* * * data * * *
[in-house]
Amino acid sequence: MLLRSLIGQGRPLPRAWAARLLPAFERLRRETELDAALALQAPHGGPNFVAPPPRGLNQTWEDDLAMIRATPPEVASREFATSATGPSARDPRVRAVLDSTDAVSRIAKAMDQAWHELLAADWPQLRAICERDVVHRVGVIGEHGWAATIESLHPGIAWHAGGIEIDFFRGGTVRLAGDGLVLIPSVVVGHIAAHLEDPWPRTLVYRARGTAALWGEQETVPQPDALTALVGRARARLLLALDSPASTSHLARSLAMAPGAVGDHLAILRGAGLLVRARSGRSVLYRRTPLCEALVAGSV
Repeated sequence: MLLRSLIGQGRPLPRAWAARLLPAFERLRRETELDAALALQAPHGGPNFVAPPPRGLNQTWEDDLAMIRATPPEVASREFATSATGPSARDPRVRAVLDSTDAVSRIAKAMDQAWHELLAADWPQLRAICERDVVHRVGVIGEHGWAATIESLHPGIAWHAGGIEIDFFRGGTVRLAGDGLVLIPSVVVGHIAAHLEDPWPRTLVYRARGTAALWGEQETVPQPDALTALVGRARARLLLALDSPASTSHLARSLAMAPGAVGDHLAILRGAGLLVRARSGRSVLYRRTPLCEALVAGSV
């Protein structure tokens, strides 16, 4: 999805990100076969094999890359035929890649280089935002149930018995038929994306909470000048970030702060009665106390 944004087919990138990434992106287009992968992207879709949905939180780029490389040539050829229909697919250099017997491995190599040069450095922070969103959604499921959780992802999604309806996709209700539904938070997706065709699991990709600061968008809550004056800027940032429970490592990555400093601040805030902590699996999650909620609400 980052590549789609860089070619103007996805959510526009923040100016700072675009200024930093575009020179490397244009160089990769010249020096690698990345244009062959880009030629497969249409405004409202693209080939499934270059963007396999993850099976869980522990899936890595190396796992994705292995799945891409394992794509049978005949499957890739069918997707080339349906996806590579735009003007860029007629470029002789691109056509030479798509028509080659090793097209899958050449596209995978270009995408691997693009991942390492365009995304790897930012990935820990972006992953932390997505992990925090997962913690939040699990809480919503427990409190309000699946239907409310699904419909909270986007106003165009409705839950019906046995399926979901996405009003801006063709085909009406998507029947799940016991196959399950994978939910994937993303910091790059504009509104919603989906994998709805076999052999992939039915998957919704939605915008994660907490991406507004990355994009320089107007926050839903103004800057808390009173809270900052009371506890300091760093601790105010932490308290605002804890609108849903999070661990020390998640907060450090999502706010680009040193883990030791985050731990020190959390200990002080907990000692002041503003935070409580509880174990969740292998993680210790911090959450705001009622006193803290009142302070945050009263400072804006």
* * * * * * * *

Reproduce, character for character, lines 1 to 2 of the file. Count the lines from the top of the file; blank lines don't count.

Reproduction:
[in-house]
Amino acid sequence: MLLRSLIGQGRPLPRAWAARLLPAFERLRRETELDAALALQAPHGGPNFVAPPPRGLNQTWEDDLAMIRATPPEVASREFATSATGPSARDPRVRAVLDSTDAVSRIAKAMDQAWHELLAADWPQLRAICERDVVHRVGVIGEHGWAATIESLHPGIAWHAGGIEIDFFRGGTVRLAGDGLVLIPSVVVGHIAAHLEDPWPRTLVYRARGTAALWGEQETVPQPDALTALVGRARARLLLALDSPASTSHLARSLAMAPGAVGDHLAILRGAGLLVRARSGRSVLYRRTPLCEALVAGSV